This can be a challenging time of year for kiddos as well as their parents. I try to remember this each fall and work to be a better friend, neighbor, co-worker, and parent. For me the season of fall serves as a reminder to provide the care and support I would like to receive should I be struggling. Learning to be generous with kindness and compassion for me and others is an ongoing goal.

Living in the here and now, parenting, Teaching Kindness, Teaching Respect

Kindness to an Ant Can Mean So Much

I recently came across a young elementary school-aged child and mother walking on a path by a lake. The mother was repeatedly calling her child to join her further up the way however the child appeared not to hear the mother’s requests and continued to step on ants on the path. As the mother’s voice tone became increasingly frustrated, she retreated to gain her child’s attention. When approached by the mother who asked about the delay, the child simply replied, “I have to kill them all” and continued stepping on ants. I was hopeful when I saw the mother approaching she would take this opportunity to teach her child something about nature and how we all live on this planet together. Instead, the mother said okay and watched as her child continued to kill bugs. After another minute passed the child tired of the activity and they both quietly walked on down the path.

I must say this scene stunned and saddened me. This little moment probably would not be thought about by either child or mother again, and here it remained on my mind for the rest of my walk. This was just a moment but a significant one in which the mother could have shared a thought about gentleness, kindness, respect, and the care for creatures of all sizes. Instead, it became a missed opportunity.

Parents teaching their children well about nature and their place in this world is a necessary part of parenting as it relates to so many other skills, some of which include sharing, taking the perspective of others, and thinking about consequences of actions. Talking about your beliefs in these moments lays the foundation for future more significant moments such as how to treat family pets and even other human beings. We know it is essential for children to understand other points of view as they learn about their place in a family, school, community and the world. By paying attention to these little moments, parents will find they will have fewer big moments to manage. No parent wants to learn their child took something that did not belong to them or their child bullied a peer. Teaching a foundation of respect, kindness, and gentleness starting with an ant will pay dividends down the line.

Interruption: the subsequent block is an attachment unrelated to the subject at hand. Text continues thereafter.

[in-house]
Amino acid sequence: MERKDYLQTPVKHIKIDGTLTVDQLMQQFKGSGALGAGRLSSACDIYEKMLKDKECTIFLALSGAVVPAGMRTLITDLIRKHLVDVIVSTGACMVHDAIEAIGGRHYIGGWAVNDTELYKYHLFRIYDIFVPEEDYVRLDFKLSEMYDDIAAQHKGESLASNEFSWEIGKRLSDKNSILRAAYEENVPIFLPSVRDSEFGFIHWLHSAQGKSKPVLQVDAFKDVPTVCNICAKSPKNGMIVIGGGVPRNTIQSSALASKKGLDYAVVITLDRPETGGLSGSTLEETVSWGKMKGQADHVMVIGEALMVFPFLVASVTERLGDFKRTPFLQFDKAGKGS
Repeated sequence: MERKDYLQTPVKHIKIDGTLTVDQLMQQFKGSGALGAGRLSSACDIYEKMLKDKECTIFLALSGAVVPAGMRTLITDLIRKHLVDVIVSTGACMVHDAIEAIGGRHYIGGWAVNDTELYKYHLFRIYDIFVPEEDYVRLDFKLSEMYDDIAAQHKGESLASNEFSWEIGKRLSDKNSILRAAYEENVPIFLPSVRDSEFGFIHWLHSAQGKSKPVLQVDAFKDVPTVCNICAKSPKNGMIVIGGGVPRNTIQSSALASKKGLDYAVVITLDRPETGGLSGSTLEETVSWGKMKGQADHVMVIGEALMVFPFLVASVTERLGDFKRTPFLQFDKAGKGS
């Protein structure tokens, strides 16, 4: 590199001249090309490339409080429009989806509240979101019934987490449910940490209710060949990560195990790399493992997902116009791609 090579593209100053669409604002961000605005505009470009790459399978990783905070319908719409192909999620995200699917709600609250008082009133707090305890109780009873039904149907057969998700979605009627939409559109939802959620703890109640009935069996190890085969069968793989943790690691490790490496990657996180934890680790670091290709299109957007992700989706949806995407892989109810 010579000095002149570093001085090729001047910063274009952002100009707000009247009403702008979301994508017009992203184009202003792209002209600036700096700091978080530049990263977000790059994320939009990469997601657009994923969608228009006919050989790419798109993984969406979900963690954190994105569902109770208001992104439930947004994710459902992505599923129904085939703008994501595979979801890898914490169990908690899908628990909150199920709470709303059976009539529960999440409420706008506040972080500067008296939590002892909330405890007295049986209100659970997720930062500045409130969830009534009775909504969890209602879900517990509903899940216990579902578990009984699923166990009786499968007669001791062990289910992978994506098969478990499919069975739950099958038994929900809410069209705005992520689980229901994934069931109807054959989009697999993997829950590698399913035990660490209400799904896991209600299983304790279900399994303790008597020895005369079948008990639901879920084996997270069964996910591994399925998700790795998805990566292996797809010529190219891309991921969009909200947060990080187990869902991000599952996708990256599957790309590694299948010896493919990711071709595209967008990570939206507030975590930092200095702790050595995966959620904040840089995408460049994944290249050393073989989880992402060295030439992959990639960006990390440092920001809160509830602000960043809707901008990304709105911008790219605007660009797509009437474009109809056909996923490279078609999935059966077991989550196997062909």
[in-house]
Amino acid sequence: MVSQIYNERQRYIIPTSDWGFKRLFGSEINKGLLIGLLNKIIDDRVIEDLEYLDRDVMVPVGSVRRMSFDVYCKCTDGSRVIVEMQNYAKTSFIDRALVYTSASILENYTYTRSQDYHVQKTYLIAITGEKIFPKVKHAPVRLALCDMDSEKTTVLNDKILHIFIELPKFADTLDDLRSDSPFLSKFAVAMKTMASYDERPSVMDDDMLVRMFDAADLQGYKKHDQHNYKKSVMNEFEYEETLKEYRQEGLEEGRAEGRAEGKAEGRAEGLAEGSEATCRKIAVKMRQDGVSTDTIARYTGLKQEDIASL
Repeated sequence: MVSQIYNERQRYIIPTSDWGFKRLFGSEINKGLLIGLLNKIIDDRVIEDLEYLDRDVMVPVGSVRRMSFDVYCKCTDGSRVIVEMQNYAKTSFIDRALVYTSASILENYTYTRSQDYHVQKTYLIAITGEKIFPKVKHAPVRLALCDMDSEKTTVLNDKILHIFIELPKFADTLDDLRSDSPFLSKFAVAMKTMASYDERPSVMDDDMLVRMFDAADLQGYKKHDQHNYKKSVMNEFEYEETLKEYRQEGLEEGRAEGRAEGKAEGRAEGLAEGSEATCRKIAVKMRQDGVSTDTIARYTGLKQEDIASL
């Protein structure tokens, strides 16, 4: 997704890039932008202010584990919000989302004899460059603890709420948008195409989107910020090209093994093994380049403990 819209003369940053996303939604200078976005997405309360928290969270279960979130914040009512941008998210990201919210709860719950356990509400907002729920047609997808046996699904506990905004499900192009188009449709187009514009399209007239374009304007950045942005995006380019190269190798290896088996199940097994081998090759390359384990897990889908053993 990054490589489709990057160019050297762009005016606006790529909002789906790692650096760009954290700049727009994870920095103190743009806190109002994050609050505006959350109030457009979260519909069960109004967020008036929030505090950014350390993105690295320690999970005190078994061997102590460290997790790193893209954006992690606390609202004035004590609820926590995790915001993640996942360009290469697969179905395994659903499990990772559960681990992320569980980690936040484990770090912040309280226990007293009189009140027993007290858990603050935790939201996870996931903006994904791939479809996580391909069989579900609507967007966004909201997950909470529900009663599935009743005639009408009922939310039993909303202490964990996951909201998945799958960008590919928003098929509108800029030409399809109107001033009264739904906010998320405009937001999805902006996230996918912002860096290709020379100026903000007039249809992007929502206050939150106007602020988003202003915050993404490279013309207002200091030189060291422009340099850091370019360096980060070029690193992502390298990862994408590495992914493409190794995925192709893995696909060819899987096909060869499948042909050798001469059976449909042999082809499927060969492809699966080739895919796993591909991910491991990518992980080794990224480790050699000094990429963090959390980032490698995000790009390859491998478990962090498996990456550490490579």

Living in the here and now, living with intention, parenting

Fresh Eyes

We are all looking to find balance in our lives, families, and homes. Given our busy schedules, it is more important than ever to set ourselves up to build successes in our daily lives. When parenting, an essential component to creating more successes centers on the need to understand the difference between a parental expectation and a privilege in your home. Spending time to talk with your partner about this concept will be rewarding and prevent needless disagreements.

If you have not had this discussion, merely take a few minutes for each of you to list what you consider to be reasonable expectations as well as appropriate privileges for your child. Then come together and listen to each other without interruption or judgment. Take some time away from this subject to contemplate and come back later to discuss. It is hoped that going through this simple exploration will lead you as parents to a clearer understanding of how you each see expectations and privileges. You may not see common ground in all aspects but do not despair. This does not prevent you from beginning to create your family expectations and privileges list on all that you can agree upon. Armed with this knowledge, begin to teach your child about what you have decided to be important in your family/home.

Whatever you and your parenting partner have decided upon is a great start! Do your best to teach expectations well through consistent words/ actions and clearly define what privileges look like in your home. Please see below for some examples to get you started😊.